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Can the NRA quash the growing public demand for gun limits?

While the nation's top gun lobbying group continues to fight, momentum seems to be building for tighter gun control measures.

While the nation's top gun lobbying group continues to fight, momentum seems to be building for tighter gun control measures.

The National Rifle Association's Executive Vice President responded to President Obama's emotional State of the Union plea while speaking Thursday at the annual convention for the National Wild Turkey Federation in Nashville. Accusing the president of displaying "a level of public deception that simply cannot be ignored," Wayne LaPierre said President Obama has been waiting "for the opportunity to destroy our Second Amendment rights."

"They only care about their decades long, decades old gun control agenda," said LaPierre. "Ban every gun they can, tax every gun sold and register every American gun owner. The president has taken the art of public deception and manipulation to a whole new level on this one."

After LaPierre published an op-ed rallying gun owners to get "ready to protect themselves" against a range of threats such as "Hurricanes. Tornadoes. Riots. Terrorists. Gangs. Lone criminals." He argued, "These are perils we are sure to face--not just maybe. It's not paranoia to buy a gun. It's survival."

LaPierre wrote that civilians need to arm themselves for circumstances where they cannot be protected by the government. "Gun owners are not buying firearms because they anticipate a confrontation with the government. Rather, we anticipate confrontations where the government isn't there–or simply doesn't show up in time."

Two months after 26 children and educators were killed in a mass shooting at Sandy Hook elementary school, more than 5,000 supporters rallied on Connecticut's Capitol steps Thursday morning demanding tighter controls on firearms.

Connecticut Governor Dannel Malloy told the crowd, "We cannot let what happened here in Connecticut ever be forgotten. We have to use it as the justification for making the kind of change that we all desire seeing. We will not rest until we have changed America."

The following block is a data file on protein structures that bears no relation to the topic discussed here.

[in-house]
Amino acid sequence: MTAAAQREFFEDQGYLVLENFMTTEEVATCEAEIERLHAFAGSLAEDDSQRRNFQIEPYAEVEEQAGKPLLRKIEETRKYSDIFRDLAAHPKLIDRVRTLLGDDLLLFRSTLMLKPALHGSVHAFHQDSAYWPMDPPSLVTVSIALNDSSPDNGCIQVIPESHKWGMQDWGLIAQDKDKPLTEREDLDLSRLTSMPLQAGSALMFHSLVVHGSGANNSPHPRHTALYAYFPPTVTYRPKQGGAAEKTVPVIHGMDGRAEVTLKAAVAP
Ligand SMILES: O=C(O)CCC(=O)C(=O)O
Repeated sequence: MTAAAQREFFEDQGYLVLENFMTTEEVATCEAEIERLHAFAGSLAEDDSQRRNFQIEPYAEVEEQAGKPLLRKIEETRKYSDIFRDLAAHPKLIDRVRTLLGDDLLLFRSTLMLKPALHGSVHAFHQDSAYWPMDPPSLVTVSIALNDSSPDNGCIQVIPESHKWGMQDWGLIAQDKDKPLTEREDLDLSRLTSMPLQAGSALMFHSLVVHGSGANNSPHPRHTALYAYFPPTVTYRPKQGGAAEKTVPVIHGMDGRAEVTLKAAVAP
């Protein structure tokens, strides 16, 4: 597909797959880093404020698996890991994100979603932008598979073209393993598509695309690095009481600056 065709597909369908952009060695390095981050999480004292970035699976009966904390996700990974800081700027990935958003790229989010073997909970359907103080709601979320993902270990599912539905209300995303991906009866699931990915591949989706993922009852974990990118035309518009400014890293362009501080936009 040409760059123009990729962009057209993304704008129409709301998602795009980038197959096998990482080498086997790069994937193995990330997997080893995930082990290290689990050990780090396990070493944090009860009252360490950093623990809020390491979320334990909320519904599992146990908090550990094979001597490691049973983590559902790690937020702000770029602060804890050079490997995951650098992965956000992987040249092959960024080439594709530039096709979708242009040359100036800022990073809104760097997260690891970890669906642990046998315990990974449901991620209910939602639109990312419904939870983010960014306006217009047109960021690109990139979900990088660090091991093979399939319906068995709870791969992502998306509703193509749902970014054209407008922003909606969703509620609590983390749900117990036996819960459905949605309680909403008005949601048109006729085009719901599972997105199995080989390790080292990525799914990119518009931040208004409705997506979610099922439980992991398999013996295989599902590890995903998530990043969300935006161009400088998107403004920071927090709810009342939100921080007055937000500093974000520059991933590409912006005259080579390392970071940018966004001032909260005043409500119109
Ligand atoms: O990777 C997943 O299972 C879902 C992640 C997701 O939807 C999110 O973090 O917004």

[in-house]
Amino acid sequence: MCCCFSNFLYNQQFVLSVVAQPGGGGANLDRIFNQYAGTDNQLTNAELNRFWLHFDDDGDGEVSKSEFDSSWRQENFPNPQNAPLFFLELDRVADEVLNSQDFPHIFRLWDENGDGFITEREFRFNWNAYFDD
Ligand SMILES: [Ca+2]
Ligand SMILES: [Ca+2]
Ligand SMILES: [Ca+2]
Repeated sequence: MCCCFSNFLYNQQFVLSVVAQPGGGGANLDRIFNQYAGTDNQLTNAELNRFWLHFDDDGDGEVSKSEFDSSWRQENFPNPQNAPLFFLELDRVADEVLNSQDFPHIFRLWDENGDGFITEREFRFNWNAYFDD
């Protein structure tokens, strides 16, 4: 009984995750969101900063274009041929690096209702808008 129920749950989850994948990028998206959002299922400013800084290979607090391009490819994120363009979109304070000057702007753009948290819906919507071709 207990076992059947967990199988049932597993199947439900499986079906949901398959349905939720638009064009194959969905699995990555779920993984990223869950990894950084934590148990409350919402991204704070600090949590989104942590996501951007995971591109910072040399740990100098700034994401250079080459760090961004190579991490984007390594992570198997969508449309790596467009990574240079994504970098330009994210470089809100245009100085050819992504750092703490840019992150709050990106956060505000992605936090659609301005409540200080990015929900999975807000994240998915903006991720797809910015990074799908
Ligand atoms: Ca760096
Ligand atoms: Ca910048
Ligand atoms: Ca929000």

Jillian Soto, sister of elementary school teacher Victoria Soto who was one of the victims of the Sandy Hook shooting, tearfully told the crowd, "It's not about political parties or hidden agendas, it's about life. And my life and the lives of so many others are changed forever," said Soto. "Nothing I can say or do will ever bring her back, but I don't want this to happen to anyone else."

The Connecticut gun control rally was not the only large gathering scheduled Thursday. Hundreds of gun-rights advocates stormed a New Jersey state hearing in Trenton as the Assembly Law and Public Safety Committee approved 20 bills that would further restrict access to firearms and ammunition.

"Whether it’s the streets of New Jersey communities, a movie theater in Colorado or an elementary school in Connecticut, enough is enough is enough," said the committee chairman, Charles Mainor. "No more talk. It’s time for action."

The Democrat-led committee approved stricter gun legislation ranged from reducing the maximum capacity of magazines from 15 to 10, to a symbolic resolution urging Congress to enact more gun-control measures. Additional bills imposed requiring ammunition sales to be conducted in person, disqualifying those included on the federal terrorist watch list from buying guns, and requiring the seizure of guns from people who mental health professional deem a threat to themselves or others.